Solicitation Numbers: Kiosk 1: 84119BXAD338, Kiosk 2: 84119BXAD339, Kiosk 3: 84119BXAD340
Issue Date: May 2, 2019
Due Date: June 6, 2019 at 2PM

In a public plaza, a small building stands. The building is closed and the doors are shuttered.
REQUESTS FOR PROPOSALS (KIOSK RFPS)

The Department of Transportation (“DOT”) is seeking concessionaires for the development, operation, and maintenance of a food, beverage and/or merchandise concession at three Kiosks (Kiosks 1, 2 and 3) at Fordham Plaza located at Fordham Road, Third Avenue and East 189th Street in the Borough of the Bronx (“Plaza”). DOT is releasing a Request for Proposal for each kiosk available on the City Record at the following links or enter the Solicitation number in the search field of the City Record homepage for the publication.

Kiosk 1: 84119BXAD338
https://a856-cityrecord.nyc.gov/RequestDetail/20190425025

Kiosk 2: 84119BXAD339
https://a856-cityrecord.nyc.gov/RequestDetail/20190425026

Kiosk 3: 84119BXAD340
https://a856-cityrecord.nyc.gov/RequestDetail/20190502021

DOT is also seeking proposals for food, beverage and/or merchandise concession in the Café Building at Fordham Plaza. The Request for Proposals for the Café Building is found here: https://a856-cityrecord.nyc.gov/RequestDetail/20190402014. Prospective proposers are encouraged to consider applying to as many of these RFPs as they are interested in.

TERM
In each Kiosk RFP, DOT is seeking a kiosk concessionaire for one (1) five-year term with three (3) five-year renewal options, exercisable at DOT’s sole discretion. No longer term will be considered. This concession will be operated pursuant to a license agreement issued by DOT; no leasehold or other proprietary right is offered.

SITE VISIT 
There will be a strongly recommended on-site proposer meeting and tour of Fordham Plaza. The tour will take place on May 15, 2019 and will include a tour of the Café Building starting at 10AM and a tour of the kiosks at 11AM. We will be meeting at Fordham Plaza under the canopy at the Café Building doors in the northeast corner of the plaza near the corner of Fordham Road and Third Avenue. If you are considering responding to this RFP, please make every effort to attend this meeting and site tour. DOT will view favorably proposers that attended the site visit.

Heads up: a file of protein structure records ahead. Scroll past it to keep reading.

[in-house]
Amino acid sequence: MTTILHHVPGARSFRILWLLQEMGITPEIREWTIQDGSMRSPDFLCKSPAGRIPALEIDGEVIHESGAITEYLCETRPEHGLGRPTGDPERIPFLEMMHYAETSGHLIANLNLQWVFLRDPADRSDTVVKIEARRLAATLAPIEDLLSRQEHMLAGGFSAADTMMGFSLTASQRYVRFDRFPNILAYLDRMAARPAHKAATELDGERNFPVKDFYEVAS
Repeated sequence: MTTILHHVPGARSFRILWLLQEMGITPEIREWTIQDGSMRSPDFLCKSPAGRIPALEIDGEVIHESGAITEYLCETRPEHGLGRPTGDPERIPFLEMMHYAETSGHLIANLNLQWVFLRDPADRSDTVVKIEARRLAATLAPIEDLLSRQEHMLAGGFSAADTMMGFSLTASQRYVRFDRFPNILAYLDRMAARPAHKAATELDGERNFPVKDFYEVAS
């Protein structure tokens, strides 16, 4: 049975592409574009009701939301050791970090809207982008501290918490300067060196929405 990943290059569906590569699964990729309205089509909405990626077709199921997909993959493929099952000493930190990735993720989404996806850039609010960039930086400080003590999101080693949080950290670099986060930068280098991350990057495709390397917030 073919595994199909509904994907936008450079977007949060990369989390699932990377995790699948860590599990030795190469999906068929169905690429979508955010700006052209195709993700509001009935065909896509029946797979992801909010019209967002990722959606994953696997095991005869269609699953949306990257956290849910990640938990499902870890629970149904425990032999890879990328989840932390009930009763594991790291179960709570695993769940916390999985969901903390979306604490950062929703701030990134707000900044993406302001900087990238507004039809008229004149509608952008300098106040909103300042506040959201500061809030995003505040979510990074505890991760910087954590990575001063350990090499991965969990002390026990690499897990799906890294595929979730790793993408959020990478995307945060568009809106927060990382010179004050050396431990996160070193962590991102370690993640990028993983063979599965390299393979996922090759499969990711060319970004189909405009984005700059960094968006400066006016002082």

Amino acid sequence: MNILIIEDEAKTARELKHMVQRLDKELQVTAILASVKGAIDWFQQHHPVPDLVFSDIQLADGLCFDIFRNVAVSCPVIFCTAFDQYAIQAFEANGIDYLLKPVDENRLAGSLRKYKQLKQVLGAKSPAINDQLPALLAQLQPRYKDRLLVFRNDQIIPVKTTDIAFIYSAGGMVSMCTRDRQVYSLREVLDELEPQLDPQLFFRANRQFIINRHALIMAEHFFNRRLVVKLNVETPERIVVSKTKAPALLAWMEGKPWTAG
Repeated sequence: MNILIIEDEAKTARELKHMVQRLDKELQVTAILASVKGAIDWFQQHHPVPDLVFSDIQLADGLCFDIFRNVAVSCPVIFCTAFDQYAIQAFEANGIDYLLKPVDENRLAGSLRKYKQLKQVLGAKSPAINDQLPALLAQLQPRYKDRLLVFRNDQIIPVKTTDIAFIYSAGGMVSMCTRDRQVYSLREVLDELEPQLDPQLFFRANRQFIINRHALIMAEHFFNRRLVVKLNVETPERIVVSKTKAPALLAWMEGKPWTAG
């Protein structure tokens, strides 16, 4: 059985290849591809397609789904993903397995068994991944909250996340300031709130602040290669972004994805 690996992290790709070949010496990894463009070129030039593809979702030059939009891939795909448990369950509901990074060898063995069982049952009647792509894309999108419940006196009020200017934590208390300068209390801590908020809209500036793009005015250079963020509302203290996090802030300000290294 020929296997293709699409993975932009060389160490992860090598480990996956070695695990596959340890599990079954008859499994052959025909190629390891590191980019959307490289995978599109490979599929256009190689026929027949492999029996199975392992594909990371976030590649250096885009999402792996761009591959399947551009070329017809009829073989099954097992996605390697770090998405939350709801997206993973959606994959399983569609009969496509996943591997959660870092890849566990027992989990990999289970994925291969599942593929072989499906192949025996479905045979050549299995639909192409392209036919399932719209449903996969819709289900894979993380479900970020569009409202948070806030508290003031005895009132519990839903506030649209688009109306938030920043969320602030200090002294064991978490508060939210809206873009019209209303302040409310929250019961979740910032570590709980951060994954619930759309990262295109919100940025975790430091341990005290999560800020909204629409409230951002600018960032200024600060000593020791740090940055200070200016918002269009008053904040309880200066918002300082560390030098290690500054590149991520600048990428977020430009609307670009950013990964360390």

PROJECT MANAGER
The Project Manager for this concession is Brandon Budelman. All RFP questions and/or inquiries should be directed to him. He may be reached at:

Phone: (212) 839-9625
Email: concessions@dot.nyc.gov

You are receiving this email because you are on the New York City Department of Transportation (DOT) mailing list for Food and Beverage or Merchandise solicitations.

Hard copies of the Kiosk RFPs can be obtained, at no cost, commencing on Thursday, May 2, 2019 through Thursday, June 6, 2019 between the hours of 9:00 a.m. and 3:00 p.m., excluding weekends and holidays, at the ACCO Contract Management Unit (CMU), 55 Water, Ground Floor; New York, NY 10041. The entrance to the CMU office is located on the south side of the building facing the Vietnam Veterans Memorial. Proper government issued identification is required for entry to the building.

https://paigepapers.com/2019/05/02/17585/

Three Owls Market: One Part Bodega, One Part Restaurant

Three Owls Market

“Lehrer Dumaine seeks to close the gap with Three Owls Market, which is one part bodega, one part prepared-foods all-day cafe and one part bar. The Mamaroneck, N.Y., native who lives close by, (“I’ve got it down to an eight-and-a-half-minute walk,” she says) hopes to serve the neighborhood with New York City bodega staples like Domino sugar, Heinz ketchup and toilet paper — and also feed and imbibe them, with a full menu of hot sandwiches, prepared vegetable dishes and rotisserie chicken, as well as craft beers and wine for happy hour.